When people see all the protective gear I don in preparation for making a batch of soap, I am often asked a lot of questions. Why would I want to use your soap if you are using ingredients that might burn your skin during the soap-making process? Why are you using caustic chemicals in "natural" soap? What the heck is lye anyway?
Well, my friends, I am here to help set the records straight. You cannot make a bar of soap without using lye (otherwise knows as sodium hydroxide) as an ingredient. The saponification process (or the process in which oils emulsify with lye to become a solid mass—soap!) could not occur without this key ingredient. Once this chemical process occurs, both the lye and the oils/fats are changed. You no longer have a caustic solution (lye water) and oils. You have soap. And once saponification is complete, and your bars of soap have gone through their curing process (typically, four to six weeks) all remaining traces of lye disappear.
Back in the day, soapmakers made their own lye, which was made from wood ashes and water, also called potash. In fact, there is one Roman legend that claims soap was named after an ancient site where animal sacrifices took place, Mount Sapo. After an animal sacrifice, rain would wash away the animal fat and ash that collected under the ceremonial altars, and it would run down to the banks of the Tiber River. While the locals were washing clothes, they noticed that if they washed them in certain parts of the river after a heavy rain, their clothes were much cleaner. Thus, the emergence of the first soap—or at least the first use of soap. A soap-like material found in clay cylinders during the excavation of ancient Babylon is evidence that soapmaking was known as early as 2800 B.C. Inscriptions on the cylinders say that fats were boiled with ashes, a soap-making method. Pioneers would boil their wood ash/water solution with fat rendered from butchered animals over an outdoor fire for many, many hours, until a soft soap formed.
While all of those methods truly do produce a pure and natural soap, modern society has manufactured substitutes for the wood-ash solution—sodium hydroxide (also called caustic soda or lye) for solid bars of soap, and potassium hydroxide for liquid soaps. The sodium hydroxide I use in my cold-process soapmaking is made by dissolving salt in cold water just to the point where salt crystals start to fall to the bottom and do not dissolve. Pure salt, with no additives (such as iodine or anti-caking agents) must be used for the process to successfully work. Graphite rods, charged with electricity, are then inserted into the salt solution, and crystals form on the rods. These lye crystals are then spread out, and the liquid is allowed to evaporate, leaving behind the lye crystals we purchase in labeled containers.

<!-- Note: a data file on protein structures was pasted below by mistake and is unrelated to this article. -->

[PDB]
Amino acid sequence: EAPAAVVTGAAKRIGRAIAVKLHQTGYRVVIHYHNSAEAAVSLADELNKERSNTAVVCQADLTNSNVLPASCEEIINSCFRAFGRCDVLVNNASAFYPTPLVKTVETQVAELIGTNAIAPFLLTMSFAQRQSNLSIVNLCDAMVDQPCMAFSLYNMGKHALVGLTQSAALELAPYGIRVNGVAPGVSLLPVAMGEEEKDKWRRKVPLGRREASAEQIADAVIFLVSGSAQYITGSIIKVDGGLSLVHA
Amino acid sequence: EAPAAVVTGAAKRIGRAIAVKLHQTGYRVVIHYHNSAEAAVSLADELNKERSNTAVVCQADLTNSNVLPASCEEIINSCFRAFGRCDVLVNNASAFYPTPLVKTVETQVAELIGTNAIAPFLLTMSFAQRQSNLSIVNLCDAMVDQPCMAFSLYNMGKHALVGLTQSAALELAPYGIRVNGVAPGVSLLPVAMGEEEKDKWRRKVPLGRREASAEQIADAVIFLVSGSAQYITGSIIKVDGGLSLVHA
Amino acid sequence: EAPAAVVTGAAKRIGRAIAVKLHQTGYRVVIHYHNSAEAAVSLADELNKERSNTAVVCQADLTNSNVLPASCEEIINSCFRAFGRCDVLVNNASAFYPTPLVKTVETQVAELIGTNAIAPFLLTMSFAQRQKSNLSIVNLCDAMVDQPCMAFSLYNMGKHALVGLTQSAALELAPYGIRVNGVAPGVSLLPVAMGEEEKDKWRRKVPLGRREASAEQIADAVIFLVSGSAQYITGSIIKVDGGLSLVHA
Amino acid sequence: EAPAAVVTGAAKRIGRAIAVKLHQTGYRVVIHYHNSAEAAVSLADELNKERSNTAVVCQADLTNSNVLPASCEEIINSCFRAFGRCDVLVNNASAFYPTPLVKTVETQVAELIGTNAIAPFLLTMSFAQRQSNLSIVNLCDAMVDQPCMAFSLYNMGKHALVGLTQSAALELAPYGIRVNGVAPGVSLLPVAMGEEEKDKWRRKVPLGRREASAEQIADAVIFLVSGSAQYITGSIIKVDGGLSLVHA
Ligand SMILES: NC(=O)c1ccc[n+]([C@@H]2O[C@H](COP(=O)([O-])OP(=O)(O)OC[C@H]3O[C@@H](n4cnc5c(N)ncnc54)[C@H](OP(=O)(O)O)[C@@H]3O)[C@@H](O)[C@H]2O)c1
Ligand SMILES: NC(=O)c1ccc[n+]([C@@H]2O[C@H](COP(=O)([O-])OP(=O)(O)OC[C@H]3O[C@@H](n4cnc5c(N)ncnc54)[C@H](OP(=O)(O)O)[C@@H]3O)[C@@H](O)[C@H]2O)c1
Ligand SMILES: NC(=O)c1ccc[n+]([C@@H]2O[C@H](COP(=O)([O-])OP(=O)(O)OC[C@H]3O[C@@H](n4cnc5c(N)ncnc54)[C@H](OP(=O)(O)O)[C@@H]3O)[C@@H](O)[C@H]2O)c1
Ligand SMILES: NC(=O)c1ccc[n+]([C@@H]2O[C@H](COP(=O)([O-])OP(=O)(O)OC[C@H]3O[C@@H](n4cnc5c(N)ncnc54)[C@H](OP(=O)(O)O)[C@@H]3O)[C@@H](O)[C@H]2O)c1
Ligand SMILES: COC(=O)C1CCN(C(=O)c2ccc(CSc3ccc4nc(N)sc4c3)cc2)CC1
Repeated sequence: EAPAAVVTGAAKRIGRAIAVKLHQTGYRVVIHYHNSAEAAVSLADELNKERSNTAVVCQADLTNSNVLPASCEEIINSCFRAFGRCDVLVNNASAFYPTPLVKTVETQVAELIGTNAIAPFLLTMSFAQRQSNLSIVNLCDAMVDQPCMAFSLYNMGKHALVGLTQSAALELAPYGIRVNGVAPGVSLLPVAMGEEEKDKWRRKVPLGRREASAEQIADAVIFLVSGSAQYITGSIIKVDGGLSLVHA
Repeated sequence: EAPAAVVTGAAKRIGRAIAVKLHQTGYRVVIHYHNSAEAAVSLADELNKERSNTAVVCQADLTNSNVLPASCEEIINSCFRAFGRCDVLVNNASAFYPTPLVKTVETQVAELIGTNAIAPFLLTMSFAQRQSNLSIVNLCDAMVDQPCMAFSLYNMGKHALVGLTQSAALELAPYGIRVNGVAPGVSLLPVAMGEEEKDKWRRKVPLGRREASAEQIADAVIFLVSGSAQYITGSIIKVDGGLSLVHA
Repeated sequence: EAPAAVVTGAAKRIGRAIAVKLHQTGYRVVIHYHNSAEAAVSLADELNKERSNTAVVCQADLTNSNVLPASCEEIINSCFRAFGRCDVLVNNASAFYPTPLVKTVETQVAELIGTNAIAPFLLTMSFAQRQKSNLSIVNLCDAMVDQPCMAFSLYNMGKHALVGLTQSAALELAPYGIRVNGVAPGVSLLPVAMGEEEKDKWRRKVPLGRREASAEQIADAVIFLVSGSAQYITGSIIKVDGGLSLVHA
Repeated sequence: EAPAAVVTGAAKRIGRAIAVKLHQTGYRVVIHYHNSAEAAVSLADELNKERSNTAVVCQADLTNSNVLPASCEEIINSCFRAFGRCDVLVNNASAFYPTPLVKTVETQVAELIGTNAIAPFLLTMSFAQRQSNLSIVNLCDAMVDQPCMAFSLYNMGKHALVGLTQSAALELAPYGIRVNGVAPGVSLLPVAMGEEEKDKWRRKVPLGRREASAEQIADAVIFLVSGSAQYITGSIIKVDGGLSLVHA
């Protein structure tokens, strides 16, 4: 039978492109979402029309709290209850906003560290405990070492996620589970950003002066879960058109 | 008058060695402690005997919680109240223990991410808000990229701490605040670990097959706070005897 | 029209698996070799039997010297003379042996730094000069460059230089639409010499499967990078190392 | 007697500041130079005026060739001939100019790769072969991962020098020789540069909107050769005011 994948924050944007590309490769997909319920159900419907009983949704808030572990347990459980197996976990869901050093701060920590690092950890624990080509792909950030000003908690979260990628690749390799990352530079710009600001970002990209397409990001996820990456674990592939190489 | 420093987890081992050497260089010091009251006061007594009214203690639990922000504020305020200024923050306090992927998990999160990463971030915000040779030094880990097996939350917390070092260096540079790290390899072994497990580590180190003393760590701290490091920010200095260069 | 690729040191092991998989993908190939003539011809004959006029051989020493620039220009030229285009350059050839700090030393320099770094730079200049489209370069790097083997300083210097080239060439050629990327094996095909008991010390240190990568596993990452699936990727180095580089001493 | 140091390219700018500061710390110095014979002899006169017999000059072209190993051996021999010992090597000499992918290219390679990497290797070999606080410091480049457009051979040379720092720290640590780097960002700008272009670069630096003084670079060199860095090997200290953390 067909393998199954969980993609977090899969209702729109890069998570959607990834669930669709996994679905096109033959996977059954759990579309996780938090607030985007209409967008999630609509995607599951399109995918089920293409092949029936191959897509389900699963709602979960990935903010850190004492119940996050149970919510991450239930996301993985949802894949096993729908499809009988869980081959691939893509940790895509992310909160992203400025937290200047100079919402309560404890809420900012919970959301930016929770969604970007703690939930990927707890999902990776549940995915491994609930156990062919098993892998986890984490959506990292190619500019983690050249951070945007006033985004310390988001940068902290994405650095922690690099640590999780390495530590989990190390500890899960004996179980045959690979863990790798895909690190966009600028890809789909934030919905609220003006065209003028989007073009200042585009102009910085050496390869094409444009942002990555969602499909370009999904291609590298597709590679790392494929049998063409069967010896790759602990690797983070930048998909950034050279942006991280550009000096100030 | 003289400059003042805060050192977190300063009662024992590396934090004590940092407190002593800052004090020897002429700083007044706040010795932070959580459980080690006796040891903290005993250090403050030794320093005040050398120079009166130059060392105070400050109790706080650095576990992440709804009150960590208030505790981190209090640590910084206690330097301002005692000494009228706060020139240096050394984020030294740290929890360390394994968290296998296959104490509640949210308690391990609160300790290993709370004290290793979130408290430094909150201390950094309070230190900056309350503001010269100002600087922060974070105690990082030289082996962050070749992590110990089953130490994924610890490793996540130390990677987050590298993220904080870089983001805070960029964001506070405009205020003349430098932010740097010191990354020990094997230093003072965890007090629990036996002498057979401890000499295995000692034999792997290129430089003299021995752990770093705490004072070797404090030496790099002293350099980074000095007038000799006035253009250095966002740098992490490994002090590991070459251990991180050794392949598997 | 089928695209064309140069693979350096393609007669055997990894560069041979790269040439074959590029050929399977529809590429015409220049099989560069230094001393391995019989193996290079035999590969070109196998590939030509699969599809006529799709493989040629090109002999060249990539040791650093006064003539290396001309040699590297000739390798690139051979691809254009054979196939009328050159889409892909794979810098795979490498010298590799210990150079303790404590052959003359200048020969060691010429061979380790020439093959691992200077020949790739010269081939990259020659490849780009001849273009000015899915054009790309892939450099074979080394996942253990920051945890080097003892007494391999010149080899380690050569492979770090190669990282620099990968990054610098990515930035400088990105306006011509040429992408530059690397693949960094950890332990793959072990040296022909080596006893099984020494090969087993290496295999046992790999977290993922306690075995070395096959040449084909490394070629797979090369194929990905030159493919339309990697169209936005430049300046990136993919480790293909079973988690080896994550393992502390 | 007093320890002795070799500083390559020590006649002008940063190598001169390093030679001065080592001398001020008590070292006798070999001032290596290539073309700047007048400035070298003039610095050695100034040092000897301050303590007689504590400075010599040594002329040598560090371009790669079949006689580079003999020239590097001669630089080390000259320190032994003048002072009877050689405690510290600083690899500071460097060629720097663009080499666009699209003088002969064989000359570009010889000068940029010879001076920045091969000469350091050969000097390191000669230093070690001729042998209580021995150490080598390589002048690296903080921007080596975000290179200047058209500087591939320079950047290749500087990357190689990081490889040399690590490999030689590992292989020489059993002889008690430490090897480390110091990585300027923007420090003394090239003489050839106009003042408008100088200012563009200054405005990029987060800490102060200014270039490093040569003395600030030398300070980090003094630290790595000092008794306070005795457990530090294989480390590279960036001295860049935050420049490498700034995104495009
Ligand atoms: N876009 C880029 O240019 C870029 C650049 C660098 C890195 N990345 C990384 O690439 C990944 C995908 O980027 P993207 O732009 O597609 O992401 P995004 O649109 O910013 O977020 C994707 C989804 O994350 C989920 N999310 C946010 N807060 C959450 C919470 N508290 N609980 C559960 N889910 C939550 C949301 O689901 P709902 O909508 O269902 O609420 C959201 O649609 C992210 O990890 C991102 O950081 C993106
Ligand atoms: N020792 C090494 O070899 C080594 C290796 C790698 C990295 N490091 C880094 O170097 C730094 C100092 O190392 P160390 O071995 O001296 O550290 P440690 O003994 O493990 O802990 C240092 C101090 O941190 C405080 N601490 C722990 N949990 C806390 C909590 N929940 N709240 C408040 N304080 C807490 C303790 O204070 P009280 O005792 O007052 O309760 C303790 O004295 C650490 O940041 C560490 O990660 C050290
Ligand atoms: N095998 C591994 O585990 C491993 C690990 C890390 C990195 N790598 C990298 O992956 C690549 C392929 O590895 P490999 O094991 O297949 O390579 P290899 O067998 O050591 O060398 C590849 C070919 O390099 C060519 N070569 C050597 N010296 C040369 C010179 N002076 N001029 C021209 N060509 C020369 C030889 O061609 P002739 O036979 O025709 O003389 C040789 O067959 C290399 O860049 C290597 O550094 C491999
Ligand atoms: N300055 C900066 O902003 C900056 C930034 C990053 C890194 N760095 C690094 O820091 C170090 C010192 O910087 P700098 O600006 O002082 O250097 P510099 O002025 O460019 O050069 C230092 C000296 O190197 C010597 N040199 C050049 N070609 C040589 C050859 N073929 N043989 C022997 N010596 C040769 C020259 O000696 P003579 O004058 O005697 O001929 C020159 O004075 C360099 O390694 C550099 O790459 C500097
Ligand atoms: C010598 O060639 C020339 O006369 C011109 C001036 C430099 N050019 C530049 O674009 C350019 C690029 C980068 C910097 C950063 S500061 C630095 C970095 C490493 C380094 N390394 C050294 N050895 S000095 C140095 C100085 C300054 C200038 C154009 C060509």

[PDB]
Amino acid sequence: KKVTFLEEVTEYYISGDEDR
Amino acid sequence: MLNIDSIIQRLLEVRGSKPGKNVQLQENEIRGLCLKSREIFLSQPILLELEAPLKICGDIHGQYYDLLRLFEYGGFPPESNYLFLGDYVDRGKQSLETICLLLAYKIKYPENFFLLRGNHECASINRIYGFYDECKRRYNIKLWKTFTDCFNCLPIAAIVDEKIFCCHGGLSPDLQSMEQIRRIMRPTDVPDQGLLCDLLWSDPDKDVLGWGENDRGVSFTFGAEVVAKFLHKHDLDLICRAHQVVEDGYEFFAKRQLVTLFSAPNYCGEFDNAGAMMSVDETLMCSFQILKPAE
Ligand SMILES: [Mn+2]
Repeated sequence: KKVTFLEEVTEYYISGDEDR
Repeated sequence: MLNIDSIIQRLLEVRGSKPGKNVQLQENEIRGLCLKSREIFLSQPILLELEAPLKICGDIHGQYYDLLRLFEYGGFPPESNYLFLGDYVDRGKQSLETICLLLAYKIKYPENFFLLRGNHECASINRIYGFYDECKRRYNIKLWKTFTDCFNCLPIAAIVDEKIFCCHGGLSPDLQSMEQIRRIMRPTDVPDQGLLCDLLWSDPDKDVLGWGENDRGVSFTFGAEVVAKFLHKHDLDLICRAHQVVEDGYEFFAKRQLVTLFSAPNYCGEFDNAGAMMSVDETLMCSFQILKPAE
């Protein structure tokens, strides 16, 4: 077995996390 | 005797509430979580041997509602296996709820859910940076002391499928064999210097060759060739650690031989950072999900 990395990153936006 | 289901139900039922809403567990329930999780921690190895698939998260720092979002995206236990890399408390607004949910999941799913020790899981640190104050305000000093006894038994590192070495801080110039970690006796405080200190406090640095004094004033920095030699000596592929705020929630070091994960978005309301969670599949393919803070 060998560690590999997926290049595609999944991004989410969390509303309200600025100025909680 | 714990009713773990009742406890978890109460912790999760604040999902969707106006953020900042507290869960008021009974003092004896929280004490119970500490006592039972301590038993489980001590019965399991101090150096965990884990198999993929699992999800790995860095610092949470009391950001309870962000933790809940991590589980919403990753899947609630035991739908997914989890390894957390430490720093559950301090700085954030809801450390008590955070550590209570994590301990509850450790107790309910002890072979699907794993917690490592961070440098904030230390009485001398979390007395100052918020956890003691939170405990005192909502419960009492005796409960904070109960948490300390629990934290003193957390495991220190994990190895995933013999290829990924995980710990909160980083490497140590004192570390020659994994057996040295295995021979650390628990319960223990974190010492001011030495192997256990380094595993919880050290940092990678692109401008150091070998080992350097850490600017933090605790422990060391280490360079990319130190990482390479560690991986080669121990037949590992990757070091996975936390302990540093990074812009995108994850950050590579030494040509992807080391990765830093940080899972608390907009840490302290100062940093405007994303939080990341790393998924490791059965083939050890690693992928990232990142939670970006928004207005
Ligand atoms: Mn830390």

So to make the bars of soap I sell here at Farm&Field, using the traditional cold-process method of soapmaking, I must use lye in my process. This can be done completely safely and without incident, as long as proper safety measures are taken into consideration. It is true that fumes from mixing sodium hydroxide with water are harmful and, thus, I take fairly extreme measures and wear a respirator mask. It is also true that the lye-water solution can cause severe burns if it comes in contact with my skin, so I wear full-coverage clothing and gloves. I also wear safety goggles, so as to protect my eyes from any accidental splashes.
But all of these safety precautions are totally worth the beautiful, natural bars of soap that come as the end result. And, in the end, I am able to present to you a completely safe, lovely, skin-nourishing bar of soapy goodness. So wash your worries away, and go enjoy an indulgent, sudsy shower!